- Staffed support can contain an audience focused FAQ page, a knowledge base, support pages where you can directly contact the company’s support team,
- Peer-to-peer support is about facilitating communication between users via a community section, a developer forum or a third-party community page (e.g., on GitHub).
Support resources mostly address questions related to the getting started and develop/troubleshoot journey stages.
9. How do I get access to this API?
A fast and easy-to-use API key generator improves developer experience (DX): include a link in the code examples, sandbox environment, reference documentation and other pages where your users start implementing the API.
10. Can I afford this API?
Depending on the role and objectives of your visitors, unclear information about your pricing and business model might become a blocker.
11. Can I trust this API?
Policies (like security, cookie, partner policies) communicate principles that specify the relation between customer and API supplier. Make this data accessible, findable and easy to navigate. Sidebar summaries can help to orient your users.
MVP and beyond
Rather than including all the documentation or content types we listed above at once, it is more important to:
- Examine, but also align the information needs of your company’s key audiences with your developer portal strategy,
- Adjust content to your users’ expectations logically and efficiently, decide what roles you want the content types to play in the user journey.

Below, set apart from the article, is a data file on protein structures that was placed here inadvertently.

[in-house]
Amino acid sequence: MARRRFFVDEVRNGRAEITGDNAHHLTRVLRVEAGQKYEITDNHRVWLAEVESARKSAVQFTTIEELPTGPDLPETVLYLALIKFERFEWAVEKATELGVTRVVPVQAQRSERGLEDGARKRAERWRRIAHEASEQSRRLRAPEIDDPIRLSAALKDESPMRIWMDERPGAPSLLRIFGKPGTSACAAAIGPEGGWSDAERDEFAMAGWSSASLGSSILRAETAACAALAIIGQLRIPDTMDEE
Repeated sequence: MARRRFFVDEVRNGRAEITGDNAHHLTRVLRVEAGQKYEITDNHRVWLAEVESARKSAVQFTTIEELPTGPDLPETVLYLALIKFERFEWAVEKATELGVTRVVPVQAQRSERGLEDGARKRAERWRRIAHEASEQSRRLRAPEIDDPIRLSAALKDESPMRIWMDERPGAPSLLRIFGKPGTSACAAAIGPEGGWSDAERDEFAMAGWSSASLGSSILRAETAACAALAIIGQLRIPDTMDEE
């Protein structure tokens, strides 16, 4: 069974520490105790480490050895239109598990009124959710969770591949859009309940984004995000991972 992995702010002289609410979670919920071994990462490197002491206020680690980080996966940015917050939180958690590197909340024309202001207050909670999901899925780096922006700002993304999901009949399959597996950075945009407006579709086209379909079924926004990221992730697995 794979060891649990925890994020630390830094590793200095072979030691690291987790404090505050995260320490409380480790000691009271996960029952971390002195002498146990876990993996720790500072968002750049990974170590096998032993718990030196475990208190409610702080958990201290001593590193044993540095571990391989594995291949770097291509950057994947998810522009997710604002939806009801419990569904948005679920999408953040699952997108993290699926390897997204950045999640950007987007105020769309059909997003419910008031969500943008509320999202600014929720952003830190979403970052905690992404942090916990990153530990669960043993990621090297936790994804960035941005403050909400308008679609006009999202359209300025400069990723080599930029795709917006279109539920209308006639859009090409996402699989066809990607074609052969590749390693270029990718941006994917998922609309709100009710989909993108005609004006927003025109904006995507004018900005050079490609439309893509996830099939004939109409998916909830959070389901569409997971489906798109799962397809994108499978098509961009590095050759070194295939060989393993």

An MVP should focus on the minimal content that your users need to do their job. New information can be added later to address issues you discover in the developer journey as you keep evaluating and iterating on your developer experience (DX).
While there are best practices, it is impossible to create a great DX without iterating. Too much content can sometimes be as much a problem as too little content. This iterative nature of the whole process is another reason why a docs like code approach has become so popular in the API community.
Bare minimum MVP
As a bare minimum an MVP should provide the following information and corresponding minimum content:
A first iteration could have a blog to experiment with new content, and could provide extended support options:
A second iteration could answer all 11 questions and provide exhaustive API documentation:
MVPs and their role in the developer journey
How do the listed MVP and the subsequent iterations address the 6 stages of the downstream developer journey?
Combine best practices with strategic decisions
Your developer portal is an interface for your API strategy, and, ideally, aligns the API communication with the documentation. That is why it is crucial to make a thorough study of your strategic objectives and the personas that will be interacting with your developer portal.
Would you like to get help developing your portal? Get in touch for a complementary Developer Portal Architecture Workshop or get a quote for a Content Architecture Workshop.
Kathleen De Roo
Kathleen is an information architect helping clients find out how to align business goals and user needs with the knowledge we gathered about devportals. She grew her expertise through early research on developer portals to determine components, strategy, and best practices for user experience. She holds master's degrees in history and in archival science & records management.